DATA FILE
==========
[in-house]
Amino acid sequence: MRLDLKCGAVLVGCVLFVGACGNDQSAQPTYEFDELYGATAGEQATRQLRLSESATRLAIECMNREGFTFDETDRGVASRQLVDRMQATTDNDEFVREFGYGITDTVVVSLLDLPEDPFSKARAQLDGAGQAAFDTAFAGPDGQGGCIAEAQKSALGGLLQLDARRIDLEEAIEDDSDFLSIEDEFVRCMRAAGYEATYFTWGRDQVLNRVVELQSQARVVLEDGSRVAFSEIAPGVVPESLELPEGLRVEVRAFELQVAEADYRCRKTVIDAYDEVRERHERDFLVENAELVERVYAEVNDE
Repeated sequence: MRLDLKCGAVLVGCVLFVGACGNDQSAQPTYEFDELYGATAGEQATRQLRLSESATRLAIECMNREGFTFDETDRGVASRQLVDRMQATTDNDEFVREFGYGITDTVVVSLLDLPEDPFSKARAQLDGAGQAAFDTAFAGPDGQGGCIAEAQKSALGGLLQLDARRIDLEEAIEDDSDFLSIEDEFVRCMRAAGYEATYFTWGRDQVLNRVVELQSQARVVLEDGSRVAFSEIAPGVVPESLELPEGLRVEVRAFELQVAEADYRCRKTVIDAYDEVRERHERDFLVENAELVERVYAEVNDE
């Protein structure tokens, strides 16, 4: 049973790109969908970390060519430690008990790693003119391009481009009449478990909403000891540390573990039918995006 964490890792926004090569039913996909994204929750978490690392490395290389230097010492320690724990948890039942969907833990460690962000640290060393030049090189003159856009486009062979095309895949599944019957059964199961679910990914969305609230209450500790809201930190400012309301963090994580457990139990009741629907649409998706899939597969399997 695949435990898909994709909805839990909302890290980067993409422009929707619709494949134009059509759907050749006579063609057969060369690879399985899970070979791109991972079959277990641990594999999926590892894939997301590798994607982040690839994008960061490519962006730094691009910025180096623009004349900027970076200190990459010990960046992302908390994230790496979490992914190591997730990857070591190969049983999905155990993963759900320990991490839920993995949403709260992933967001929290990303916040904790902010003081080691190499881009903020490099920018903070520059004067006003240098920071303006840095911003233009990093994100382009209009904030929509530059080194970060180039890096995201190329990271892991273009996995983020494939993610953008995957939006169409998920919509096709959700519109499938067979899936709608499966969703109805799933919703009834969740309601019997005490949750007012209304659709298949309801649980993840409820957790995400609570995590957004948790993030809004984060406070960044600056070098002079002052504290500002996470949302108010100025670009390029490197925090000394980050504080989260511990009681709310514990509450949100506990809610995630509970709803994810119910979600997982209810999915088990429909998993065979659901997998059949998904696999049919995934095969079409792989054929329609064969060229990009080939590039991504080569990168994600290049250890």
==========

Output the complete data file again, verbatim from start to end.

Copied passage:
[in-house]
Amino acid sequence: MRLDLKCGAVLVGCVLFVGACGNDQSAQPTYEFDELYGATAGEQATRQLRLSESATRLAIECMNREGFTFDETDRGVASRQLVDRMQATTDNDEFVREFGYGITDTVVVSLLDLPEDPFSKARAQLDGAGQAAFDTAFAGPDGQGGCIAEAQKSALGGLLQLDARRIDLEEAIEDDSDFLSIEDEFVRCMRAAGYEATYFTWGRDQVLNRVVELQSQARVVLEDGSRVAFSEIAPGVVPESLELPEGLRVEVRAFELQVAEADYRCRKTVIDAYDEVRERHERDFLVENAELVERVYAEVNDE
Repeated sequence: MRLDLKCGAVLVGCVLFVGACGNDQSAQPTYEFDELYGATAGEQATRQLRLSESATRLAIECMNREGFTFDETDRGVASRQLVDRMQATTDNDEFVREFGYGITDTVVVSLLDLPEDPFSKARAQLDGAGQAAFDTAFAGPDGQGGCIAEAQKSALGGLLQLDARRIDLEEAIEDDSDFLSIEDEFVRCMRAAGYEATYFTWGRDQVLNRVVELQSQARVVLEDGSRVAFSEIAPGVVPESLELPEGLRVEVRAFELQVAEADYRCRKTVIDAYDEVRERHERDFLVENAELVERVYAEVNDE
């Protein structure tokens, strides 16, 4: 049973790109969908970390060519430690008990790693003119391009481009009449478990909403000891540390573990039918995006 964490890792926004090569039913996909994204929750978490690392490395290389230097010492320690724990948890039942969907833990460690962000640290060393030049090189003159856009486009062979095309895949599944019957059964199961679910990914969305609230209450500790809201930190400012309301963090994580457990139990009741629907649409998706899939597969399997 695949435990898909994709909805839990909302890290980067993409422009929707619709494949134009059509759907050749006579063609057969060369690879399985899970070979791109991972079959277990641990594999999926590892894939997301590798994607982040690839994008960061490519962006730094691009910025180096623009004349900027970076200190990459010990960046992302908390994230790496979490992914190591997730990857070591190969049983999905155990993963759900320990991490839920993995949403709260992933967001929290990303916040904790902010003081080691190499881009903020490099920018903070520059004067006003240098920071303006840095911003233009990093994100382009209009904030929509530059080194970060180039890096995201190329990271892991273009996995983020494939993610953008995957939006169409998920919509096709959700519109499938067979899936709608499966969703109805799933919703009834969740309601019997005490949750007012209304659709298949309801649980993840409820957790995400609570995590957004948790993030809004984060406070960044600056070098002079002052504290500002996470949302108010100025670009390029490197925090000394980050504080989260511990009681709310514990509450949100506990809610995630509970709803994810119910979600997982209810999915088990429909998993065979659901997998059949998904696999049919995934095969079409792989054929329609064969060229990009080939590039991504080569990168994600290049250890």